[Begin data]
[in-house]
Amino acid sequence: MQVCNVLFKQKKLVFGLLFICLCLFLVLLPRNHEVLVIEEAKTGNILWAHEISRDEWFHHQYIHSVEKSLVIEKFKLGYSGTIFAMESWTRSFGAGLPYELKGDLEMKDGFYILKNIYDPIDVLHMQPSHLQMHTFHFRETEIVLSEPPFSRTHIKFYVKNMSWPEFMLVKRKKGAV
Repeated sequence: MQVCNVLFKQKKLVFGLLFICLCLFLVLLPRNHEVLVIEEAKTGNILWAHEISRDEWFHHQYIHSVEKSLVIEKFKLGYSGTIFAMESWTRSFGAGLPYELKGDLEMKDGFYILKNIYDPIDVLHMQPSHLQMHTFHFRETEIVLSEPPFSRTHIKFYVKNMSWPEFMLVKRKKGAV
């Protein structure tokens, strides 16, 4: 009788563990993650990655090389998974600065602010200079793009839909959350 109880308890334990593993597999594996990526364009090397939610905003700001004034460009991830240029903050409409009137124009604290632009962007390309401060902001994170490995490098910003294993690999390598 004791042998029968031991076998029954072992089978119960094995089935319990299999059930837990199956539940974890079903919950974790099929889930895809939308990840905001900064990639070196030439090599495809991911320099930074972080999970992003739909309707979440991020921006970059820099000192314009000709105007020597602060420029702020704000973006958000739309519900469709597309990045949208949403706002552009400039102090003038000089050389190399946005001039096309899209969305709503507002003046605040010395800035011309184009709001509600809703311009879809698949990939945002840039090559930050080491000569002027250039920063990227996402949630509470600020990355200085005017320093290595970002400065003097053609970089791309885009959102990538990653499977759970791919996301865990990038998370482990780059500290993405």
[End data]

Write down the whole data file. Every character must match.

[in-house]
Amino acid sequence: MQVCNVLFKQKKLVFGLLFICLCLFLVLLPRNHEVLVIEEAKTGNILWAHEISRDEWFHHQYIHSVEKSLVIEKFKLGYSGTIFAMESWTRSFGAGLPYELKGDLEMKDGFYILKNIYDPIDVLHMQPSHLQMHTFHFRETEIVLSEPPFSRTHIKFYVKNMSWPEFMLVKRKKGAV
Repeated sequence: MQVCNVLFKQKKLVFGLLFICLCLFLVLLPRNHEVLVIEEAKTGNILWAHEISRDEWFHHQYIHSVEKSLVIEKFKLGYSGTIFAMESWTRSFGAGLPYELKGDLEMKDGFYILKNIYDPIDVLHMQPSHLQMHTFHFRETEIVLSEPPFSRTHIKFYVKNMSWPEFMLVKRKKGAV
């Protein structure tokens, strides 16, 4: 009788563990993650990655090389998974600065602010200079793009839909959350 109880308890334990593993597999594996990526364009090397939610905003700001004034460009991830240029903050409409009137124009604290632009962007390309401060902001994170490995490098910003294993690999390598 004791042998029968031991076998029954072992089978119960094995089935319990299999059930837990199956539940974890079903919950974790099929889930895809939308990840905001900064990639070196030439090599495809991911320099930074972080999970992003739909309707979440991020921006970059820099000192314009000709105007020597602060420029702020704000973006958000739309519900469709597309990045949208949403706002552009400039102090003038000089050389190399946005001039096309899209969305709503507002003046605040010395800035011309184009709001509600809703311009879809698949990939945002840039090559930050080491000569002027250039920063990227996402949630509470600020990355200085005017320093290595970002400065003097053609970089791309885009959102990538990653499977759970791919996301865990990038998370482990780059500290993405």